The location of the land of Goshen is not perfectly known.  Most scholars suspect that it was positioned on the eastern part of the Nile Delta.  The student should remember that over 4000 years ago,  the Nile delta would have looked considerably different topographically, as water and earth have been moving towards the Mediterranean for millennia.   The text clearly indicates that it was a good land, particularly for grazing cattle, which was the occupation of the Israelites.

land of goshen

Genesis 45:11 I will nourish thee; for yet there are five years of famine

God had the power to end the famine so that the children of Israel could stay in the land of their inheritance.  He doesn’t alter the famine to keep Jacob’s sons out of Egypt.  Five years of famine means that Jacob’s whole family must move to Goshen.  The Lord knows what is going to happen.  He knows that the next Pharoah is going to be the world’s first, and most famous anti-Semite.  In the short term, God’s plan includes temporal salvation for Joseph’s family but sets up the captivity for which Moses will become famous.  The script is proceeding just according to the Lord’s overall plan.  How does it suit God’s purposes to have the Israelites settle in Goshen?  Their deliverance from the five-year famine sets up the Lord delivering the entire nation that develops from the bondage of Egypt.  Could it have been otherwise?  Why did God allow that?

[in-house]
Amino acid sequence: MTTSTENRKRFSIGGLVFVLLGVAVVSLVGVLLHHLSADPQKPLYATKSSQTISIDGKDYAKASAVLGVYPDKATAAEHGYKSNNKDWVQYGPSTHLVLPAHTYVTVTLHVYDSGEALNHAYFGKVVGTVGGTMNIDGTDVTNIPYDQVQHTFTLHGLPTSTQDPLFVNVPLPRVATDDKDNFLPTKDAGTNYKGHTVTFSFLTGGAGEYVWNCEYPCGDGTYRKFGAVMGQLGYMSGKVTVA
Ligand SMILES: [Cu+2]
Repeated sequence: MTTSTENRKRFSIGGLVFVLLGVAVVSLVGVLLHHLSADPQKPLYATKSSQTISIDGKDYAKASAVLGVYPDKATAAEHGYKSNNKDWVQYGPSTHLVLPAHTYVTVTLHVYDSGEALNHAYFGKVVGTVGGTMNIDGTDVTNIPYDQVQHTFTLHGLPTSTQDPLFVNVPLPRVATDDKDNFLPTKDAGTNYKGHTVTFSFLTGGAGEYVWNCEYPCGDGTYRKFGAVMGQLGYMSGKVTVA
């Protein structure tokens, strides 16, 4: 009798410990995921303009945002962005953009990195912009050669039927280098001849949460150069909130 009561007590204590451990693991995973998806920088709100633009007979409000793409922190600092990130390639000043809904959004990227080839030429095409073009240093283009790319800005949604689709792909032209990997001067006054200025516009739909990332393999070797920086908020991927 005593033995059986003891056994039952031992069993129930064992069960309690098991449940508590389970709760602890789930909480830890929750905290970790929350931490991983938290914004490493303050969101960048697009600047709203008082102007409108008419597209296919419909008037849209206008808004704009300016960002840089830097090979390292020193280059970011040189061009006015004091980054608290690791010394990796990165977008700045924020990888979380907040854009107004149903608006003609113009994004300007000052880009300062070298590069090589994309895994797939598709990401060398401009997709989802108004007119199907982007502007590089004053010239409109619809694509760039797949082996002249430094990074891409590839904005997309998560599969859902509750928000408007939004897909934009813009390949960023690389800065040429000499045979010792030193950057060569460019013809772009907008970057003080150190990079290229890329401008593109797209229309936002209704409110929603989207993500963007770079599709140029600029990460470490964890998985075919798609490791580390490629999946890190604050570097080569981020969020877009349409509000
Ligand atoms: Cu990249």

Genesis 45:14 he fell upon his brother Benjamin’s neck, and wept

Only Joseph and Benjamin were born of Rachel.  They were full blood brothers.  The other 10 were Joseph’s half brothers, having come from one of Jacob’s other three wives/concubines.  Hence, the bond seems a little stronger between these two than the other brothers. Certainly, Joseph would have asked about his mother’s health as the two kissed each other’s necks.